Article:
Iron Oxide Nanowires from Bacteria Biofilm as an Efficient Visible-Light Magnetic Photocatalyst
journal contributionposted on 15.07.2016, 00:00 by Luoshan Wang, Tushar Kumeria, Abel Santos, Peter Forward, Martin F. Lambert, Dusan Losic
Naturally produced iron oxide nanowires by Mariprofundus ferrooxydans bacteria as biofilm are evaluated for their structural, chemical, and photocatalytic performance under visible-light irradiation. The crystal phase structure of this unique natural material presents a 1-dimensional (1D) nanowire-like geometry, which is transformed from amorphous to crystalline (hematite) by thermal annealing at high temperature without changing their morphology. This study systematically assesses the effect of different annealing temperatures on the photocatalytic activity of iron oxide nanowires produced by Mariprofundus ferrooxydans bacteria. The nanowires processed at 800 °C were the most optimal for photocatalytic applications degrading a model dye (rhodamine B) in less than an hour. These nanowires displayed excellent reusability with no significant loss of activity even after 6 cycles. Kinetic studies by using hydrogen peroxide (radical generator) and isopropyl alcohol (radical scavenger) suggest that OH• is the dominant photooxidant. These nanowires are naturally produced, inexpensive, highly active, stable, and magnetic and have the potential to be used for broad applications including environmental remediation, water disinfection, and industrial catalysis.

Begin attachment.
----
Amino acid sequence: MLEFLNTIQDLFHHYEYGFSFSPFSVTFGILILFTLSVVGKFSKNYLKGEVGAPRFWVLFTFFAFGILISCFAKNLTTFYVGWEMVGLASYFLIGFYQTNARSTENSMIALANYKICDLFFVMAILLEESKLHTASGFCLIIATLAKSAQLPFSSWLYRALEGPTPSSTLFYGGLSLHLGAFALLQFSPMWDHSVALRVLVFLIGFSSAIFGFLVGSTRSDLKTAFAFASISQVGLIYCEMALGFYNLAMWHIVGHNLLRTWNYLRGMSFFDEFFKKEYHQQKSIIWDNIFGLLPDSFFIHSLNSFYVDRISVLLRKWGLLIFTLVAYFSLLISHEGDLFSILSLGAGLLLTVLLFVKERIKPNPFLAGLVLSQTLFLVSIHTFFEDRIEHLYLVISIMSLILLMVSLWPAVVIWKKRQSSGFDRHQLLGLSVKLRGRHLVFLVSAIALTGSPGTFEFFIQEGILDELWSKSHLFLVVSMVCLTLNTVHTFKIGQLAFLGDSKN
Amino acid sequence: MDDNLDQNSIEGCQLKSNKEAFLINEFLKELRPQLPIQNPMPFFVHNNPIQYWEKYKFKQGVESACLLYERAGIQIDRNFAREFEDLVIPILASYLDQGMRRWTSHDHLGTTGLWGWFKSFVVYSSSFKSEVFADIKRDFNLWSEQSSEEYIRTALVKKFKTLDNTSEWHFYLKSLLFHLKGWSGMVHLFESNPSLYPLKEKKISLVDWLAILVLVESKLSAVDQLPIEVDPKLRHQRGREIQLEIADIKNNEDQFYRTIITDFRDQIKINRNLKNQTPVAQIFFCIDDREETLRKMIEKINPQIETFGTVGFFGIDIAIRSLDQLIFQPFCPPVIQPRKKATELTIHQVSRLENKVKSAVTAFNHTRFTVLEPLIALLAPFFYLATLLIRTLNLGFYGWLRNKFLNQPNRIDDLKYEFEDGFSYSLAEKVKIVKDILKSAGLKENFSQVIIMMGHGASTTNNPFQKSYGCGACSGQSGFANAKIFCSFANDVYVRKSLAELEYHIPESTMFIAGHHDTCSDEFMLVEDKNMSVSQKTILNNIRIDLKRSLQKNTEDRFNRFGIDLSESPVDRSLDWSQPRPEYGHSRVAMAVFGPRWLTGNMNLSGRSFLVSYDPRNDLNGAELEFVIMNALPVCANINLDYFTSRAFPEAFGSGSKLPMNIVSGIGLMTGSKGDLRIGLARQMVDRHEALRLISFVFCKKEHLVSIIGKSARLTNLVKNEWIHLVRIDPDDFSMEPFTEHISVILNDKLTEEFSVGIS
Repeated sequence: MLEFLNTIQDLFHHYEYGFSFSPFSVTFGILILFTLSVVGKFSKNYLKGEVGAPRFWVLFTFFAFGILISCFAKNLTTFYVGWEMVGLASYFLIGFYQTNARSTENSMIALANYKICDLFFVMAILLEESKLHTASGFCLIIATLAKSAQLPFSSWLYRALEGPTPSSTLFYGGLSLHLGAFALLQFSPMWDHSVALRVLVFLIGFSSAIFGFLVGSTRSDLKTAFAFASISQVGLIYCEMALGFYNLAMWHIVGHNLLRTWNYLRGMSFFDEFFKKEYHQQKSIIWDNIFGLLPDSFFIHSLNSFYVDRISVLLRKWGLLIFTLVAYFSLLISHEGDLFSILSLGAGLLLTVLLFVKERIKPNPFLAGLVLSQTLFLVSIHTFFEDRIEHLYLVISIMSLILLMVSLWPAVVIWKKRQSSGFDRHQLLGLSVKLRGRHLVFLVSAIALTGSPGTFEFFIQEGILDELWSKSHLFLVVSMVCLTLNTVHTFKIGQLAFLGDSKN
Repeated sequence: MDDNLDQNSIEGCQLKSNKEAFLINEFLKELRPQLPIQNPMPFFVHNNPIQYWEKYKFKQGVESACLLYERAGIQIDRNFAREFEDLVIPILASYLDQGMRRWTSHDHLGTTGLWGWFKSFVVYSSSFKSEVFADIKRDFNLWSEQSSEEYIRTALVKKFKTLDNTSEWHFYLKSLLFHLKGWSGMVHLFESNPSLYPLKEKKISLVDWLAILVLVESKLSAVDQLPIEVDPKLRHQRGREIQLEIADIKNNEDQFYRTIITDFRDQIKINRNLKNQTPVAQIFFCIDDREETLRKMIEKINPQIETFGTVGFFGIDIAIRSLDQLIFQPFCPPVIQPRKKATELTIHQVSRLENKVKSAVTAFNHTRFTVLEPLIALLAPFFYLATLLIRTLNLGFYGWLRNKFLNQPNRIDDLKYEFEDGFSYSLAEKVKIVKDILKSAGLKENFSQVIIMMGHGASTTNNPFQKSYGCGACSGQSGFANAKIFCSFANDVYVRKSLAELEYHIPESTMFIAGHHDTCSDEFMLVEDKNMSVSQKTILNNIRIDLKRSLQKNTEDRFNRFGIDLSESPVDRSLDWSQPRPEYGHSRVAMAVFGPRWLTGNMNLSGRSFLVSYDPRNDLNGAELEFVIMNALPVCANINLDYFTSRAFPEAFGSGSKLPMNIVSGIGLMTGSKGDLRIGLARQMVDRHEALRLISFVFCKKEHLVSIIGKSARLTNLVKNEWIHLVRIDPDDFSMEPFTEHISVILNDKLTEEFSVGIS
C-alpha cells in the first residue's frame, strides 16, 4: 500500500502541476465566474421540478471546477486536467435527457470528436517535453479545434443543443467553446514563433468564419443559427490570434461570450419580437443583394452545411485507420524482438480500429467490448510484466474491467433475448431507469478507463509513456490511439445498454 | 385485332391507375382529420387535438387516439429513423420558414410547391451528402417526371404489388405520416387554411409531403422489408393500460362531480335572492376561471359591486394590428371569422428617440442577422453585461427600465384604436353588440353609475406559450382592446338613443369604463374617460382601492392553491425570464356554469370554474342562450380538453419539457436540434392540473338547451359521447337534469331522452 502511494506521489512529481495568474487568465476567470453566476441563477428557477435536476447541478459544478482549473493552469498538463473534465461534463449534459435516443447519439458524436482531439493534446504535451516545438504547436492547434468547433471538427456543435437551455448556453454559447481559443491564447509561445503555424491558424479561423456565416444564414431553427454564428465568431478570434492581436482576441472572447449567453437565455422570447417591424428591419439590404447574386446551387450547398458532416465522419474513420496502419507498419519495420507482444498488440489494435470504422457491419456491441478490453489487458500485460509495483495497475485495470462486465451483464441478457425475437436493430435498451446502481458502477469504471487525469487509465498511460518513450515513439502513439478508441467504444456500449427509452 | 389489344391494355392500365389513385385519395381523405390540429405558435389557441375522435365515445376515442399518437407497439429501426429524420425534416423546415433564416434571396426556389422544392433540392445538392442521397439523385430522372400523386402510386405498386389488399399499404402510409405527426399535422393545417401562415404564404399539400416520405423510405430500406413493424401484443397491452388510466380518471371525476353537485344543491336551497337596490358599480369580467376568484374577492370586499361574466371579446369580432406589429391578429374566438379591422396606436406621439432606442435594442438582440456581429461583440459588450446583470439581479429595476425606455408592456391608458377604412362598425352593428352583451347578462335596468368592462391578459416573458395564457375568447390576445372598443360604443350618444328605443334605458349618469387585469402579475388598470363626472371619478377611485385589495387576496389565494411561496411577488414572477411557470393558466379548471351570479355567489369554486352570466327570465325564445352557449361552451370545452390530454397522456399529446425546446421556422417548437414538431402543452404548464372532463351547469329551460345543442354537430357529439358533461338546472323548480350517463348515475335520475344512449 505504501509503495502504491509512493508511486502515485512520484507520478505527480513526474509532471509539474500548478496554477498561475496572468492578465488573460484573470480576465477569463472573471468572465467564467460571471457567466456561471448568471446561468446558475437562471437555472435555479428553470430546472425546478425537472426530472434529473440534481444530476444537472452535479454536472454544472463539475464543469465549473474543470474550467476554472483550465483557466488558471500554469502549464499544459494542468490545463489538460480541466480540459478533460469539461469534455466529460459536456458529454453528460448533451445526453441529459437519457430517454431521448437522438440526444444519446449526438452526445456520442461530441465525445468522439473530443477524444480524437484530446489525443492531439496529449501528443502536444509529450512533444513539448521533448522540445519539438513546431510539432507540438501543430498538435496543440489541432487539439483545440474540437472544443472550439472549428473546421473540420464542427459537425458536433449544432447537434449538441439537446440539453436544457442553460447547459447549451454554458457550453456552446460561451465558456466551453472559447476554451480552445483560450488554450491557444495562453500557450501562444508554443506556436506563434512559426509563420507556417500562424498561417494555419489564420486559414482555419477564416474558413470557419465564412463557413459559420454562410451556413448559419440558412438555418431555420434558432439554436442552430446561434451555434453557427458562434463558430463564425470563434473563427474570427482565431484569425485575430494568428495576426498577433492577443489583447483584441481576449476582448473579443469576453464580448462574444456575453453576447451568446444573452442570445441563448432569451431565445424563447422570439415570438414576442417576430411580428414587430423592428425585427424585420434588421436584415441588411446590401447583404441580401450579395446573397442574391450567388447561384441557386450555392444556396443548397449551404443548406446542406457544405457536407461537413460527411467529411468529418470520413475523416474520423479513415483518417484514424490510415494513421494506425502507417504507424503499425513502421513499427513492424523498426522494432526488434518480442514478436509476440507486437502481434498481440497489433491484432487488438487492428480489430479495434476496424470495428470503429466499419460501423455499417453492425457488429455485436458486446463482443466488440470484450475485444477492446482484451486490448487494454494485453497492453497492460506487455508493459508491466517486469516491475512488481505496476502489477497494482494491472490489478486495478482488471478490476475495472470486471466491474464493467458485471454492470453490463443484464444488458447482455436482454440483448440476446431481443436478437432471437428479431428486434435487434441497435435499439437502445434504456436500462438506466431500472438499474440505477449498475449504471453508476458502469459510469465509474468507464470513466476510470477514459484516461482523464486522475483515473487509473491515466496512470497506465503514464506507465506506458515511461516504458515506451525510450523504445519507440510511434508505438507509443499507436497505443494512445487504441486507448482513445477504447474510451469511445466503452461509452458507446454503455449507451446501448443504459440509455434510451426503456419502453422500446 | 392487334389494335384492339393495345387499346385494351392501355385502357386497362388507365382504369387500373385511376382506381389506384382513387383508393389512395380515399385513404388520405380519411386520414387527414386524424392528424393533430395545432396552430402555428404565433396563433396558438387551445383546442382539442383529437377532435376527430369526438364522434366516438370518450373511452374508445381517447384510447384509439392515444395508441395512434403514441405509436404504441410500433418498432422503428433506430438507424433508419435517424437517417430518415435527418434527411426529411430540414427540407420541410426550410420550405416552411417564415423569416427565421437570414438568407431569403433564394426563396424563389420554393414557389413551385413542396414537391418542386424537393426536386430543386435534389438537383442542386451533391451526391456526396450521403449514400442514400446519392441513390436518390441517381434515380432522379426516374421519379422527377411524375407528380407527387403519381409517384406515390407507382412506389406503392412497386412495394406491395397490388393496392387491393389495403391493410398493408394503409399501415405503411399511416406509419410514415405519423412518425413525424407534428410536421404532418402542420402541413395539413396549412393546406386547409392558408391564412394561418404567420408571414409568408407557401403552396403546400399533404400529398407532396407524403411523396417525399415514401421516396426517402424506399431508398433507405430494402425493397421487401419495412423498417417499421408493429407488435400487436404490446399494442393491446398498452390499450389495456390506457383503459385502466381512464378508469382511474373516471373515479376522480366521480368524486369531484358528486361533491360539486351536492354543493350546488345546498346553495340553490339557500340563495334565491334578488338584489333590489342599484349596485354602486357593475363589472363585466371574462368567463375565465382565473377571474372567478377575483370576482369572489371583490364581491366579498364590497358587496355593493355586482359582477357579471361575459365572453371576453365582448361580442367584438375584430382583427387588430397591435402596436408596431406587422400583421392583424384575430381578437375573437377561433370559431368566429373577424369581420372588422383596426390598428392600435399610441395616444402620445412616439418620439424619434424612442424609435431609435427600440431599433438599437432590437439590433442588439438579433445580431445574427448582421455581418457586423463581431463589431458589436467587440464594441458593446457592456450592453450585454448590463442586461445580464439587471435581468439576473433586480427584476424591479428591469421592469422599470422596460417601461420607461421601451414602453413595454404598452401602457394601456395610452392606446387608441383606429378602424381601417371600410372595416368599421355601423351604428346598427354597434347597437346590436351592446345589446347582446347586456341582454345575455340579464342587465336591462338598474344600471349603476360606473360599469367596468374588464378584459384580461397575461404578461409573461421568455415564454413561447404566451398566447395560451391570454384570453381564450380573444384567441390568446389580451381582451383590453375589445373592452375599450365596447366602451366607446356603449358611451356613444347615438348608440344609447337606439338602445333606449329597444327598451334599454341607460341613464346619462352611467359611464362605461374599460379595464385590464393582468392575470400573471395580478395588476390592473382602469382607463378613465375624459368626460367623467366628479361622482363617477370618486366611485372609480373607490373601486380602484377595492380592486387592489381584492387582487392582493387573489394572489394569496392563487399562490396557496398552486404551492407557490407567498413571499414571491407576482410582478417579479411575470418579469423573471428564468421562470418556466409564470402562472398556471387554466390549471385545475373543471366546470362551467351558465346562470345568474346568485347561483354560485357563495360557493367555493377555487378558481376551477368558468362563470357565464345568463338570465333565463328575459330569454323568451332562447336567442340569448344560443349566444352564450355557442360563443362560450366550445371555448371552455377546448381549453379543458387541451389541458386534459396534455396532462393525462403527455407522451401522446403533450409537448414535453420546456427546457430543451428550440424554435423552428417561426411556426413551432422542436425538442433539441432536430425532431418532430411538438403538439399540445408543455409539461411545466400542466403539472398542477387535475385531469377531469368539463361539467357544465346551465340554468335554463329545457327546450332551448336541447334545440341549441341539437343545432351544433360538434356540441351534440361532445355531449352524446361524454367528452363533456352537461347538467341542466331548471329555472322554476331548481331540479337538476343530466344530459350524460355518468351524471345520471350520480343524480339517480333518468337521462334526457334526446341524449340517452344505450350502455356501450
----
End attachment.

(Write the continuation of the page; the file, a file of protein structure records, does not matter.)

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water disinfectioniron Oxide Nanowiresphotocatalytic performanceBacteria Biofilmisopropyl alcoholrhodamine Bannealing temperatures6 cyclesmodel dyephotocatalytic activitycrystal phase structureiron oxide nanowiresMariprofundus ferrooxydans bacteriaOHKinetic studiesphotocatalytic applicationshydrogen peroxide